Travel Insurance and the EHIC card revealing the truths and the myths

 

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EHIC cardFor many travellers, especially those whose children have flown the nest, travel is easier and more convenient than ever. You can fly anywhere in the world or just spend a couple of winter months in a warmer part of Europe. This is a wonderful time of life and a great time to explore what the world has to offer.

However, it is only going to be enjoyable if you are fully prepared and are clear about the risks involved with foreign travel; at least as far as your health and personal property are concerned.

Truths and Myths about EHIC cards

It seems to be a popular myth that if you have a current European Health Insurance Card (EHIC), there is no need to take out travel insurance because all of your health needs will be taken care of with this little free piece of plastic.

Myth 1: The EHIC card works anywhere in the world
So the EHIC card is like your passport, you can show up in any hospital in the world and present your EHIC card and the hospital will offer you the best quality care available until you are fit, well and ready to get back to your holiday. In truth this is not anything like the case. The EHIC card can only be used within the EEC, it is of no use whatsoever on other continents such as Africa or North America.

Myth 2: The EHIC card gives me complete health cover in Europe
If you are going to the Mediterranean for two weeks, which is in the EEC, you may think that all your health needs will be covered. If that were true it would be wonderful, but the fact is that you will only be entitled to the same level of emergency care as a person from that country. Therefore if it is normal in that country to pay for a visit to the doctor and for prescriptions, then as an EHIC card holder, you will have to pay.

Myth 3: I can go see the doctor if my existing illness starts to flare up
The EHIC card does not entitle you to non-emergency services; the card is intended solely for use in what could be termed emergency situations. Basically you are covered if you need to be rushed into ER, you are not covered for anything that is not urgent. Bear in mind, that is the EU government committee’s conception of urgent - not what you might consider to be urgent. The EHIC is strictly for emergency care.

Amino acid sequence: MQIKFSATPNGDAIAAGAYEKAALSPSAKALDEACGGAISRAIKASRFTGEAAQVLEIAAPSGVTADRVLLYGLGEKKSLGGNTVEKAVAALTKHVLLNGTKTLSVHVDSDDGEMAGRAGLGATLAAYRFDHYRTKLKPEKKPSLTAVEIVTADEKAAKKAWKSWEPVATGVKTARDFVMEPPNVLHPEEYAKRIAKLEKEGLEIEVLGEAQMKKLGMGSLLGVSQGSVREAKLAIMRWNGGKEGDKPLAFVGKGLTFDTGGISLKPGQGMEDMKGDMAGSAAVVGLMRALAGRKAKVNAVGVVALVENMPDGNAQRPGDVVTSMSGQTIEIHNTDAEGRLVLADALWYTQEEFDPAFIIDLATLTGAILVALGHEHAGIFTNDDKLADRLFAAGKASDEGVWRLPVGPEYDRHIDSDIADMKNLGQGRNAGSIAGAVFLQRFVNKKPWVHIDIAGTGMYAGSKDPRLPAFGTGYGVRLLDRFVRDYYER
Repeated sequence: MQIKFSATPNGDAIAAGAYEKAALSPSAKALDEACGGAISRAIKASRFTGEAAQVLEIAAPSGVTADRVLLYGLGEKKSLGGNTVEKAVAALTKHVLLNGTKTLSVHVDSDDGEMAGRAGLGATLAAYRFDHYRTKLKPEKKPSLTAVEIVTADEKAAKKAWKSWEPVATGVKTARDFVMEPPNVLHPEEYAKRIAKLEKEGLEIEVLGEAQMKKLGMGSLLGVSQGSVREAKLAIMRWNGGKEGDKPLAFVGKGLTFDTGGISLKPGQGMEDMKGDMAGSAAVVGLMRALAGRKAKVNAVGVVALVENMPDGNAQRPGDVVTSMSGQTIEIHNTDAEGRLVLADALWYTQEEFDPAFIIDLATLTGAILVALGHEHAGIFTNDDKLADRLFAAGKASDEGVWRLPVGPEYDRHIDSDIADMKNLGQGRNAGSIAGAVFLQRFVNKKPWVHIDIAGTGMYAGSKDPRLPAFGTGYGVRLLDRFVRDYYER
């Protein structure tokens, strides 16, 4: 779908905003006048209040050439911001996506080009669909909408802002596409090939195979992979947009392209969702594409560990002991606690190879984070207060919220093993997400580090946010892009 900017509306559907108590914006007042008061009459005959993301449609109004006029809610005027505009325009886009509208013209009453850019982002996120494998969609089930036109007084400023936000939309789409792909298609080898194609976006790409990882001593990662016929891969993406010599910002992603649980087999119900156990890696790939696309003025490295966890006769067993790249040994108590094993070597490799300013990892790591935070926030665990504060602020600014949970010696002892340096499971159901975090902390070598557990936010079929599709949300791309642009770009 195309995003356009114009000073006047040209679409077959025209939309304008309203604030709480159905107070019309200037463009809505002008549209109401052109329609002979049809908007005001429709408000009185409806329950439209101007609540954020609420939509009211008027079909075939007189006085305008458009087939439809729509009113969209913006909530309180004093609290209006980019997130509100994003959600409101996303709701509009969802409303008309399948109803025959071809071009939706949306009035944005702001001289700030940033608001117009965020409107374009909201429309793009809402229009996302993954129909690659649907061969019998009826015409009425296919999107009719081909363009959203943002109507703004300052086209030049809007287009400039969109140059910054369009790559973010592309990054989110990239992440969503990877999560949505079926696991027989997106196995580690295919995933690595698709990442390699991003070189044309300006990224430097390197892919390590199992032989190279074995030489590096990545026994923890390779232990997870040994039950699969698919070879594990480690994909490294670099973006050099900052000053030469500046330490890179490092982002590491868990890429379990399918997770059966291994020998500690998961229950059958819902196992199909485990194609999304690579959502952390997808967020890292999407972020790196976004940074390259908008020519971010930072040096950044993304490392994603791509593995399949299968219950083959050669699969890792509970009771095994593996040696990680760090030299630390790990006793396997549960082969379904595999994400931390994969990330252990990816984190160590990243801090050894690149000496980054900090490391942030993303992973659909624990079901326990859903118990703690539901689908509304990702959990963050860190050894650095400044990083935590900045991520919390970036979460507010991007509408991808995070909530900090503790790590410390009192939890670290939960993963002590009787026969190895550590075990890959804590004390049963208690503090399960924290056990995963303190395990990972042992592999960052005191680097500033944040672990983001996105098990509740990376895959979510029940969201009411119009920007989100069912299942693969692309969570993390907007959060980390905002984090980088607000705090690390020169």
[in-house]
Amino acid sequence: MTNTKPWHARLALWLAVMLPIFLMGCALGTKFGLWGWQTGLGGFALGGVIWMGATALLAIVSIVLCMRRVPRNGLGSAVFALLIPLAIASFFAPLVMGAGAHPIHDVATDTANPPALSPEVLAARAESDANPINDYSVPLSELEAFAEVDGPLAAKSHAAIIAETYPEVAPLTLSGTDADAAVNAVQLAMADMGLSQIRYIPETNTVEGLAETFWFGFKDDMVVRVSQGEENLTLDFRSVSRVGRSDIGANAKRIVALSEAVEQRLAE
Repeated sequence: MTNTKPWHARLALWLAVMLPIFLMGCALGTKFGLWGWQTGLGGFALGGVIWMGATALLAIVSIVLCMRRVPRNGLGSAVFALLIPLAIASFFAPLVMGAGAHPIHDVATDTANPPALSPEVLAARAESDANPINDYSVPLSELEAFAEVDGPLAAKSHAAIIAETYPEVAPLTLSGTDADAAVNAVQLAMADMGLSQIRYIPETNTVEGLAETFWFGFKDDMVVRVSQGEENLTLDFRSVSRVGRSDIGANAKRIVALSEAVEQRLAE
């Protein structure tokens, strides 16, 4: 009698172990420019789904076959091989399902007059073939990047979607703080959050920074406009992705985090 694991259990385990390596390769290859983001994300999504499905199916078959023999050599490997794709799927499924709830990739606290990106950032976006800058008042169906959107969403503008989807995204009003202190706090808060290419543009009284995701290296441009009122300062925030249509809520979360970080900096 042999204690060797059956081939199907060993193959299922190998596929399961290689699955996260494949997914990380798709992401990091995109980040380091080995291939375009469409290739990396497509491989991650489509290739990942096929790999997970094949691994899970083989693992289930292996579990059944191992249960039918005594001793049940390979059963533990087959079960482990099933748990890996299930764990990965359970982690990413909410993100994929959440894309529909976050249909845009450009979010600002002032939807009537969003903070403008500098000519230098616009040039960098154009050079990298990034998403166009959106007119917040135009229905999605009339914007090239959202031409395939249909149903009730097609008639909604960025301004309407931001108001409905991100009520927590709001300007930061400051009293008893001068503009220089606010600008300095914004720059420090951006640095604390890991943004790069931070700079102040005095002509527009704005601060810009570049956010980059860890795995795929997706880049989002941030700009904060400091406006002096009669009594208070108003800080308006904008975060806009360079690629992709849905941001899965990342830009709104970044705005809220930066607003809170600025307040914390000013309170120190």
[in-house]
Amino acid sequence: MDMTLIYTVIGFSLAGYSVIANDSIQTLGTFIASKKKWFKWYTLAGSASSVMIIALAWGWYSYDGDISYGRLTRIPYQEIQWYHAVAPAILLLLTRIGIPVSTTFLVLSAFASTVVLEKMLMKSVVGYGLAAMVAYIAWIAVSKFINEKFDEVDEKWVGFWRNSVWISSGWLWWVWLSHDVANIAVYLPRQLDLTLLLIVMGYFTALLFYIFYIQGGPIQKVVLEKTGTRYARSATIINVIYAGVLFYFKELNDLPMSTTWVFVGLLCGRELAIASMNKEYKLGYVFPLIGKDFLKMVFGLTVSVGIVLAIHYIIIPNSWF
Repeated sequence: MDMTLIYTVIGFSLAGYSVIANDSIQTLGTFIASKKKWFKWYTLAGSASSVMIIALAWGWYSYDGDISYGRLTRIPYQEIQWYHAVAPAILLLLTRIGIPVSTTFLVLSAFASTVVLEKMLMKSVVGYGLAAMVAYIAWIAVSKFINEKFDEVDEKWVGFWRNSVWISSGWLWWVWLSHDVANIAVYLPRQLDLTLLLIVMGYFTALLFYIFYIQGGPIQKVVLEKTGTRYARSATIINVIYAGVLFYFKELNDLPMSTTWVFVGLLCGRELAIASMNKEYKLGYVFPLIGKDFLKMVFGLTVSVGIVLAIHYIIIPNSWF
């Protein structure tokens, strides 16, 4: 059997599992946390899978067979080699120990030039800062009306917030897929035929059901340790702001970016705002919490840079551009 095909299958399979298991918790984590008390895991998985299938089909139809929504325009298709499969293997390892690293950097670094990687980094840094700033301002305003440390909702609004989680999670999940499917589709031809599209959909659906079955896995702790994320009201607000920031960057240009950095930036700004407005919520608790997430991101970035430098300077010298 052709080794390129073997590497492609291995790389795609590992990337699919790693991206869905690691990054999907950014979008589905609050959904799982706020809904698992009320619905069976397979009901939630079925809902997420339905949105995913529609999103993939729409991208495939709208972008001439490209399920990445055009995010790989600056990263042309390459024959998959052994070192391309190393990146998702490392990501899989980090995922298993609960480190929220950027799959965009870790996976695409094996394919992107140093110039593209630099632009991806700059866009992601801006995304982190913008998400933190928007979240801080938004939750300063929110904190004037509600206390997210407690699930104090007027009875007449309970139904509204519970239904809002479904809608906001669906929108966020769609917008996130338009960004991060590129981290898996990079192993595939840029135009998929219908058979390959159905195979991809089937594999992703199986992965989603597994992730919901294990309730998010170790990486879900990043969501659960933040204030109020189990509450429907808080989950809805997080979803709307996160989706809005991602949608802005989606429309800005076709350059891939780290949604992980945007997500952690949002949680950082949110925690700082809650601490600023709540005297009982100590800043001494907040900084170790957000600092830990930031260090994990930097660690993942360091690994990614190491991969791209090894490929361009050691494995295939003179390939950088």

Myth 4: All EEC countries will honour EHIC cards
In theory this is correct, but in reality it is not always the case. There have been infrequent but sustained news reports of hospitals in Spain, Greece and Portugal either simply refusing to treat EHIC card holders and making them pay cash before treatment, and,  more dubiously, ambulances driving past public hospitals to reach private hospitals where payment will be demanded.

Myth 5: EHIC cards never expire
It is true the old E111 never expired, but the EHIC has a lifespan of five years after which it must be renewed. So you must make sure that your card is up-to-date for a least the length of your holiday.

See also Remember to renew your EHIC card

For more information on travel insurance for the over 50’s and tailored policies for those with pre-existing medical conditions why not visit Columbus Direct.

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  • CymroArall
    about 1 year ago
    Have been unable to see any reference to what happens in case of Brexit next March